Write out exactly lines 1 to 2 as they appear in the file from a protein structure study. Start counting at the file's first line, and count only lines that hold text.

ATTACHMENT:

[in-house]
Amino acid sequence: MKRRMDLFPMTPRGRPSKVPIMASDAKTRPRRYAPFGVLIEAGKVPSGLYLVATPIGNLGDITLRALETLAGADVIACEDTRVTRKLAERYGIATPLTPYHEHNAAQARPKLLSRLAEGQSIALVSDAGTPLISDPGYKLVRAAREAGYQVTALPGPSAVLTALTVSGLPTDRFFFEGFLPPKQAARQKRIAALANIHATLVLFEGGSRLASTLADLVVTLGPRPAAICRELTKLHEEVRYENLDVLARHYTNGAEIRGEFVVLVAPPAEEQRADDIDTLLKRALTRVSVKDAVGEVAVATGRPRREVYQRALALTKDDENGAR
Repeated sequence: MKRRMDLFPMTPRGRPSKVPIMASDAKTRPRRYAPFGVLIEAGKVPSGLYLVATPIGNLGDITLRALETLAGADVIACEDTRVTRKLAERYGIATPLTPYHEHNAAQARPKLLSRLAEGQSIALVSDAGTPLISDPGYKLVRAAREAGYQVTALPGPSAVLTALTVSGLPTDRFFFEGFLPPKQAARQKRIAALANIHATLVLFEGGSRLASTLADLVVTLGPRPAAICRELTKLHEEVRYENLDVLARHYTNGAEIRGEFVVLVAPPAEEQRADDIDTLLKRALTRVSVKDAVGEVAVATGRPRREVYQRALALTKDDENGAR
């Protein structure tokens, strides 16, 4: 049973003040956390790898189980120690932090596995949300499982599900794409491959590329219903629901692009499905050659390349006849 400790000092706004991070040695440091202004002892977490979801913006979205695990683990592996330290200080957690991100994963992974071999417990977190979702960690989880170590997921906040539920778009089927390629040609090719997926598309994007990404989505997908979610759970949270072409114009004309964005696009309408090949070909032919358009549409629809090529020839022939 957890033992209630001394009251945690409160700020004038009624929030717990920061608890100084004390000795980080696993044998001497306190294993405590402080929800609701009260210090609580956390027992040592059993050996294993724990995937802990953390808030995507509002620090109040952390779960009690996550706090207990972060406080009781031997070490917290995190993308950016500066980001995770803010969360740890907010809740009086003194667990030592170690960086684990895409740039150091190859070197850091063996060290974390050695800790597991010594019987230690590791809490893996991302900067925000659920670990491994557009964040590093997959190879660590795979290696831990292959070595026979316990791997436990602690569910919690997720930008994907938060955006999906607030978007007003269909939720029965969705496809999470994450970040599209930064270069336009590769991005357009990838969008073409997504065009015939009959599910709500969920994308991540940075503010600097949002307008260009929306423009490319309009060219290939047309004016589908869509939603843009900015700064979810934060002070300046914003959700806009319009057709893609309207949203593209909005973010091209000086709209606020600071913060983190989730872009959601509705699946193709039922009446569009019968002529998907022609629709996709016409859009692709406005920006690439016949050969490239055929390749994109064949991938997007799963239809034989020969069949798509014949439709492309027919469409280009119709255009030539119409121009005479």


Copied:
[in-house]
Amino acid sequence: MKRRMDLFPMTPRGRPSKVPIMASDAKTRPRRYAPFGVLIEAGKVPSGLYLVATPIGNLGDITLRALETLAGADVIACEDTRVTRKLAERYGIATPLTPYHEHNAAQARPKLLSRLAEGQSIALVSDAGTPLISDPGYKLVRAAREAGYQVTALPGPSAVLTALTVSGLPTDRFFFEGFLPPKQAARQKRIAALANIHATLVLFEGGSRLASTLADLVVTLGPRPAAICRELTKLHEEVRYENLDVLARHYTNGAEIRGEFVVLVAPPAEEQRADDIDTLLKRALTRVSVKDAVGEVAVATGRPRREVYQRALALTKDDENGAR